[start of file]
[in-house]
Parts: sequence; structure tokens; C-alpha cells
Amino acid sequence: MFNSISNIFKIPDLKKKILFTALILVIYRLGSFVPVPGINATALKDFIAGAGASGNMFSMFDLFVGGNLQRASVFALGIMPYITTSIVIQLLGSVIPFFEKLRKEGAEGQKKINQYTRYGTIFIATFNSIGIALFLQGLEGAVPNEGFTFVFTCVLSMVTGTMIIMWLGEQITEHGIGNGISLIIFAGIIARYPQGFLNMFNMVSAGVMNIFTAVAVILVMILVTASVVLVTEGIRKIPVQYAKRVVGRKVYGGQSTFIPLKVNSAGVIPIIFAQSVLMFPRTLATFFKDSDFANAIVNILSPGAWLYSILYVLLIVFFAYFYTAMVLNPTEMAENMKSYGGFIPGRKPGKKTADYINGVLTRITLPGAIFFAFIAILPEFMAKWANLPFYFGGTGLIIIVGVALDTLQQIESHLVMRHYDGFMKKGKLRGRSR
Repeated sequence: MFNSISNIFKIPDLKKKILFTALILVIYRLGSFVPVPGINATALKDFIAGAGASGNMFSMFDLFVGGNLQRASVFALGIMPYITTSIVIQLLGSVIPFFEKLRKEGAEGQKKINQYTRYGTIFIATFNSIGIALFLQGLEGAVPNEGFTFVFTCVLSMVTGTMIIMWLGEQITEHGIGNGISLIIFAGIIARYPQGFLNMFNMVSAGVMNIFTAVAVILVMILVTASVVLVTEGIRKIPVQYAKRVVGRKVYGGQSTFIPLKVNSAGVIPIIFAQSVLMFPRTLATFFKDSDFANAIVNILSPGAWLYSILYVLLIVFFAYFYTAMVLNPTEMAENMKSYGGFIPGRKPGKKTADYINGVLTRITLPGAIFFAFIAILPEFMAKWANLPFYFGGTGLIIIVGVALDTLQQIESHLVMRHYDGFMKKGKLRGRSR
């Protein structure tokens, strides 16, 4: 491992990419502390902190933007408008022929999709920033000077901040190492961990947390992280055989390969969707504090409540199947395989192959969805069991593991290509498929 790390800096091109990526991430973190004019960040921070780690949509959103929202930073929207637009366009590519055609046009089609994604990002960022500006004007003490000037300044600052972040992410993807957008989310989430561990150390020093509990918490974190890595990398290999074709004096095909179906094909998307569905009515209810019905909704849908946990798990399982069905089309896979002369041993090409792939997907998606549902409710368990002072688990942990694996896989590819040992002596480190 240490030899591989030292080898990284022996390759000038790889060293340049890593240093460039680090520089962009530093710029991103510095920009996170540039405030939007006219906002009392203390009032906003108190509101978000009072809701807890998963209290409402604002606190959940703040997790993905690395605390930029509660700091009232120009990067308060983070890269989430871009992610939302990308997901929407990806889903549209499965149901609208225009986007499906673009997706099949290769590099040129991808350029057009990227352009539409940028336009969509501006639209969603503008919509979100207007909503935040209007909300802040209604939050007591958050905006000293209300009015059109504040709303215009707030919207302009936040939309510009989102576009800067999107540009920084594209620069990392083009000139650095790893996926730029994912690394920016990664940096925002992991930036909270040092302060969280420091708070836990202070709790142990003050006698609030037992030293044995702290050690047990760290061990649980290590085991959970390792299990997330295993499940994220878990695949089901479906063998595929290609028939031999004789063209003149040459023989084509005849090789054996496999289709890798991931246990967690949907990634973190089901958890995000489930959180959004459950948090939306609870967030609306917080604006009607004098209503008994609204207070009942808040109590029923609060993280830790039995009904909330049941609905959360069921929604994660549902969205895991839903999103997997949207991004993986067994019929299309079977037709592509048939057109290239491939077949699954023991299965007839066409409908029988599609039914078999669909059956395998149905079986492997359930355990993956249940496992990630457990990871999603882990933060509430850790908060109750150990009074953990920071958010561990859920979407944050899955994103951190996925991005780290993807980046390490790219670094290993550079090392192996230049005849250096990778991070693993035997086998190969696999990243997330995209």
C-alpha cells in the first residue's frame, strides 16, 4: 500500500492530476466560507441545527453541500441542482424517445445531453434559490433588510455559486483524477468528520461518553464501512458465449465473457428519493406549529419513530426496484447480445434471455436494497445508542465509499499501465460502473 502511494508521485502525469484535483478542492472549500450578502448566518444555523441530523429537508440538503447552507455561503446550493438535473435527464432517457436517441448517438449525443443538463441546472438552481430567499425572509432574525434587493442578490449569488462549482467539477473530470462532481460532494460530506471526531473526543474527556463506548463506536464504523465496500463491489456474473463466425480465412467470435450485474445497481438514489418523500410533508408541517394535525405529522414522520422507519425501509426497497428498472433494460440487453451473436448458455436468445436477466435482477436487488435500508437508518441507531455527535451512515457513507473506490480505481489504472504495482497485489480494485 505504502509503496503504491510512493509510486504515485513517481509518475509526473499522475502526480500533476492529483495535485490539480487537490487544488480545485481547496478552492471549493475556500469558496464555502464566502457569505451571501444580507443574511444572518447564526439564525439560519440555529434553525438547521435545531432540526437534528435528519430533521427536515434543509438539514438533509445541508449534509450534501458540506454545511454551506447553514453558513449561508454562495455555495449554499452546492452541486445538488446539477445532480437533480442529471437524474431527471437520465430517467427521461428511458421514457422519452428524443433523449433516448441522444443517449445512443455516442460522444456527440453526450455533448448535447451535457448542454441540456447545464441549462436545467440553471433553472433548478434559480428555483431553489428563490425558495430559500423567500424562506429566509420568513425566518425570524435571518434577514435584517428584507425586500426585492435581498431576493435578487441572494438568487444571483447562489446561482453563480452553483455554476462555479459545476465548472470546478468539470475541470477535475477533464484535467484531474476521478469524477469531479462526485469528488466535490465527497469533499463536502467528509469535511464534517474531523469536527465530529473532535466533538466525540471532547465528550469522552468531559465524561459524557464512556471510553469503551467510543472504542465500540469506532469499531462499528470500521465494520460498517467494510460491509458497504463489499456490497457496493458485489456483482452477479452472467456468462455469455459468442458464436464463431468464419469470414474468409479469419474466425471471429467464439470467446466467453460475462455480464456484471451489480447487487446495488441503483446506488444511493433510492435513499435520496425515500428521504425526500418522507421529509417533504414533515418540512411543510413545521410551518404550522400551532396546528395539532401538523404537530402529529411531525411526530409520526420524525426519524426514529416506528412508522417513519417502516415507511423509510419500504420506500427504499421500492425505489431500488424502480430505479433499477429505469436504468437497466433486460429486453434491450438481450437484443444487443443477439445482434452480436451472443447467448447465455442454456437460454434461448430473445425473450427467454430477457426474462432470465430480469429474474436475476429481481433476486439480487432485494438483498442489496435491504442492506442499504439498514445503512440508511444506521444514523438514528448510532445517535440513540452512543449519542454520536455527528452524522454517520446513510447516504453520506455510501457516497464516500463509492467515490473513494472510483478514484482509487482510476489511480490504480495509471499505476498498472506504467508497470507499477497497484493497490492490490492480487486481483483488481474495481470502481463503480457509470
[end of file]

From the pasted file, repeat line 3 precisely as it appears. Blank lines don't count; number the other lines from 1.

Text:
Amino acid sequence: MFNSISNIFKIPDLKKKILFTALILVIYRLGSFVPVPGINATALKDFIAGAGASGNMFSMFDLFVGGNLQRASVFALGIMPYITTSIVIQLLGSVIPFFEKLRKEGAEGQKKINQYTRYGTIFIATFNSIGIALFLQGLEGAVPNEGFTFVFTCVLSMVTGTMIIMWLGEQITEHGIGNGISLIIFAGIIARYPQGFLNMFNMVSAGVMNIFTAVAVILVMILVTASVVLVTEGIRKIPVQYAKRVVGRKVYGGQSTFIPLKVNSAGVIPIIFAQSVLMFPRTLATFFKDSDFANAIVNILSPGAWLYSILYVLLIVFFAYFYTAMVLNPTEMAENMKSYGGFIPGRKPGKKTADYINGVLTRITLPGAIFFAFIAILPEFMAKWANLPFYFGGTGLIIIVGVALDTLQQIESHLVMRHYDGFMKKGKLRGRSR